Saturday night, Doc Rivers said everything he’d want to about Kevin Garnett, and he did it without a single word. When Doc used a late foul in Game 7 as a chance to give Boston’s Big 3 one last curtain call, the moment took on a feel not normally reserved for professional sports. Then again, these Celtics always warranted the type of adulation that goes beyond rooting for laundry — none more so than Garnett, and as Rivers had the back of his head palmed by the 7-footer in the same way that so many in green have over these five years, the effect KG has brought to this team was as evident as ever.
Outside of those rooting or playing for the Celtics, Garnett has developed a bit of a reputation since his arrival to the Eastern Conference. He’s been called a fake tough guy, the dirtiest player in the league, and a handful of other things that often don’t seem so out of line. There’s no doubt that on occasion, the passion crosses the line between endearing and absurd. There’s one thing that helps keep it on the side of the former, though, and it’s that Garnett never seemed to give a shit which side it was on. We chuckled when he insanely mumbled to himself. We laughed when anything was possible.
But all the while, there was never a question of whether he cared, and if that meant occasionally stumbling into the cartoonish, then so be it.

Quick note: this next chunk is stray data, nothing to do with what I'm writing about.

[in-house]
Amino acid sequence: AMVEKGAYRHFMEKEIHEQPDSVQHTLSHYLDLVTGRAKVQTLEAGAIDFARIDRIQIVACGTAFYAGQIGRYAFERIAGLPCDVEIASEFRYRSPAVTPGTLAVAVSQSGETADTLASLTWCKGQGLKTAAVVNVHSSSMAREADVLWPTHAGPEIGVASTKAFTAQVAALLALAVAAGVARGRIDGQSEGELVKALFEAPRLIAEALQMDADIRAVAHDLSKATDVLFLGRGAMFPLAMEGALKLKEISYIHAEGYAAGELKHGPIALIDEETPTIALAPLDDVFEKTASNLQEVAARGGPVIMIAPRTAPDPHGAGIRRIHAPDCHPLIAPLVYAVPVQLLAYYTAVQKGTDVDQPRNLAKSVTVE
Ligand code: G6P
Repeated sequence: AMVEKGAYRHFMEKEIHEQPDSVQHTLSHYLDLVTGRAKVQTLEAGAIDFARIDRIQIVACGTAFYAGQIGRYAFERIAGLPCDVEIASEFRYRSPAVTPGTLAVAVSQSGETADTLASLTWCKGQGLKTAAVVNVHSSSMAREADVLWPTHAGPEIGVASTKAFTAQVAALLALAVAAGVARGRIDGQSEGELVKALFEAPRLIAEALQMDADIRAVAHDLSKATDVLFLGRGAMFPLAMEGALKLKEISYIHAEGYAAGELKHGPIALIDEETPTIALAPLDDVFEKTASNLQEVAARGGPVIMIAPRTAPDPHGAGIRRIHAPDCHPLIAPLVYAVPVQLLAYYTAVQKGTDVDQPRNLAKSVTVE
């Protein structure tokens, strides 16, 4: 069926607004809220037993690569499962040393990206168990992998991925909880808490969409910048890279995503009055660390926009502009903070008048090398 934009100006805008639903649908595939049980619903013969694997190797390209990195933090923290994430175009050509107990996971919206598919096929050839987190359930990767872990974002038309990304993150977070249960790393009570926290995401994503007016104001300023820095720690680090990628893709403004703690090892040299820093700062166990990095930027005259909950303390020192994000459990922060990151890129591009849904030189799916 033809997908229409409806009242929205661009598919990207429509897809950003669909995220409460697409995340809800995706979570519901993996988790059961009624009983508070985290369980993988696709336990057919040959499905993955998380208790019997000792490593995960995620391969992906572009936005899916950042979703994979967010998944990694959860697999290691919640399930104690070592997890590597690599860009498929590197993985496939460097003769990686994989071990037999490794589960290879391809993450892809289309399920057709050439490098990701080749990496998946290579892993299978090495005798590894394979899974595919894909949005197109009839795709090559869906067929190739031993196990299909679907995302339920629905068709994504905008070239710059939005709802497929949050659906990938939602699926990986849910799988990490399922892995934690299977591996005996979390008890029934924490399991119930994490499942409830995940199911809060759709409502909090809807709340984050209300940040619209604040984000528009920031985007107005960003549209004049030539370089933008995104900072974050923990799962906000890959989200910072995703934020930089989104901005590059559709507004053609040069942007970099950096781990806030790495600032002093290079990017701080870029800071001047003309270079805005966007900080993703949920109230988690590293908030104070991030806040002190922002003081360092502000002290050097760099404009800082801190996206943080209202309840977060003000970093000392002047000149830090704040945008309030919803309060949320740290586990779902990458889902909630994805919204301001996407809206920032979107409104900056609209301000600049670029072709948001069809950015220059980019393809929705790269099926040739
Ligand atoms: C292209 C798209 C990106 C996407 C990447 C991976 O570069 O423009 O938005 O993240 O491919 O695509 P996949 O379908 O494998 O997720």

Everything about his exit Saturday night was a reflection of that passion. After refusing to come out, he eventually made his way to the bench, and instead of shuffling over to his seat, he stopped and exchanged words with his coach. When Rivers tried to pull away, Garnett refused. He wasn’t finished with whatever it was he had to say. When Doc finally did get away, there were tears in his eyes.
Garnett might not be done in a Celtics uniform. After his stellar second half, Boston might find a way to bring him back for whatever career he has left. With 23 seconds left in that game, that possibility didn’t matter. That moment with Rivers was like any of the others — those postgame interviews, those head-butts against the stanchion, that championship celebration. It was Garnett giving everything, no matter what anyone might have to say. There was never a moment over the past five years where anyone had to wonder how much Kevin Garnett cared, and the end, if that’s what it was, was no different.
— Robert Mays